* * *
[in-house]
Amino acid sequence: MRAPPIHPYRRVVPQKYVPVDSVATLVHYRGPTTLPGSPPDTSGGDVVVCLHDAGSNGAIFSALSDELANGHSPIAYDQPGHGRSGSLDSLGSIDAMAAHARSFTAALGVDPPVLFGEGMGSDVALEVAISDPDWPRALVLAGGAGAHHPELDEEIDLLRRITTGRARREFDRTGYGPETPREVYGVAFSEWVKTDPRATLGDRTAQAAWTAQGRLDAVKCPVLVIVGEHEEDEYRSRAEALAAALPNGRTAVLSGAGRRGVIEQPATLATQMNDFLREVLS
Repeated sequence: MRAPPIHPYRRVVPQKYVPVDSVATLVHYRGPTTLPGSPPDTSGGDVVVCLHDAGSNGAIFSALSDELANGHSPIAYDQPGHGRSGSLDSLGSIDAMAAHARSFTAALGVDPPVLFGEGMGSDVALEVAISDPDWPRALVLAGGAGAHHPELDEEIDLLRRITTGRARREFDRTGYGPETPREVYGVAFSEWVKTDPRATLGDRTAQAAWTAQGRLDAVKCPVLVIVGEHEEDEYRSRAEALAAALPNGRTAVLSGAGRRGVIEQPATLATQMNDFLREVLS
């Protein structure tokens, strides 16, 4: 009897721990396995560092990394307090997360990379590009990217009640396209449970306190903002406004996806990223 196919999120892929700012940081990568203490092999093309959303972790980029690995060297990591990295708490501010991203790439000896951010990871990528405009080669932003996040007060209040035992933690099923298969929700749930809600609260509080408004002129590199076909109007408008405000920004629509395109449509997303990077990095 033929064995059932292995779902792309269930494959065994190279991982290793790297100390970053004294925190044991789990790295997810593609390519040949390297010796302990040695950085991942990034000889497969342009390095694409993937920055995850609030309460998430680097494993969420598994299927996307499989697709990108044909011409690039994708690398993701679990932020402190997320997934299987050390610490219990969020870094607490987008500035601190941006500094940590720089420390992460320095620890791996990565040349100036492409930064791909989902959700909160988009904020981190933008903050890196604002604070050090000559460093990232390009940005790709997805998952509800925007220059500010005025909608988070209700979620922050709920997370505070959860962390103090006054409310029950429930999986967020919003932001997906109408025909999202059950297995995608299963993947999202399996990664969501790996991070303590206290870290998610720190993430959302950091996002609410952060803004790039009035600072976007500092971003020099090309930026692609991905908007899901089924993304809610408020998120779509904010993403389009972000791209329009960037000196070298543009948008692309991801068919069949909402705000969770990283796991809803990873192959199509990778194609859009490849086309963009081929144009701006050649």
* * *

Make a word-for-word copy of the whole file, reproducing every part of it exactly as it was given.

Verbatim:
[in-house]
Amino acid sequence: MRAPPIHPYRRVVPQKYVPVDSVATLVHYRGPTTLPGSPPDTSGGDVVVCLHDAGSNGAIFSALSDELANGHSPIAYDQPGHGRSGSLDSLGSIDAMAAHARSFTAALGVDPPVLFGEGMGSDVALEVAISDPDWPRALVLAGGAGAHHPELDEEIDLLRRITTGRARREFDRTGYGPETPREVYGVAFSEWVKTDPRATLGDRTAQAAWTAQGRLDAVKCPVLVIVGEHEEDEYRSRAEALAAALPNGRTAVLSGAGRRGVIEQPATLATQMNDFLREVLS
Repeated sequence: MRAPPIHPYRRVVPQKYVPVDSVATLVHYRGPTTLPGSPPDTSGGDVVVCLHDAGSNGAIFSALSDELANGHSPIAYDQPGHGRSGSLDSLGSIDAMAAHARSFTAALGVDPPVLFGEGMGSDVALEVAISDPDWPRALVLAGGAGAHHPELDEEIDLLRRITTGRARREFDRTGYGPETPREVYGVAFSEWVKTDPRATLGDRTAQAAWTAQGRLDAVKCPVLVIVGEHEEDEYRSRAEALAAALPNGRTAVLSGAGRRGVIEQPATLATQMNDFLREVLS
């Protein structure tokens, strides 16, 4: 009897721990396995560092990394307090997360990379590009990217009640396209449970306190903002406004996806990223 196919999120892929700012940081990568203490092999093309959303972790980029690995060297990591990295708490501010991203790439000896951010990871990528405009080669932003996040007060209040035992933690099923298969929700749930809600609260509080408004002129590199076909109007408008405000920004629509395109449509997303990077990095 033929064995059932292995779902792309269930494959065994190279991982290793790297100390970053004294925190044991789990790295997810593609390519040949390297010796302990040695950085991942990034000889497969342009390095694409993937920055995850609030309460998430680097494993969420598994299927996307499989697709990108044909011409690039994708690398993701679990932020402190997320997934299987050390610490219990969020870094607490987008500035601190941006500094940590720089420390992460320095620890791996990565040349100036492409930064791909989902959700909160988009904020981190933008903050890196604002604070050090000559460093990232390009940005790709997805998952509800925007220059500010005025909608988070209700979620922050709920997370505070959860962390103090006054409310029950429930999986967020919003932001997906109408025909999202059950297995995608299963993947999202399996990664969501790996991070303590206290870290998610720190993430959302950091996002609410952060803004790039009035600072976007500092971003020099090309930026692609991905908007899901089924993304809610408020998120779509904010993403389009972000791209329009960037000196070298543009948008692309991801068919069949909402705000969770990283796991809803990873192959199509990778194609859009490849086309963009081929144009701006050649």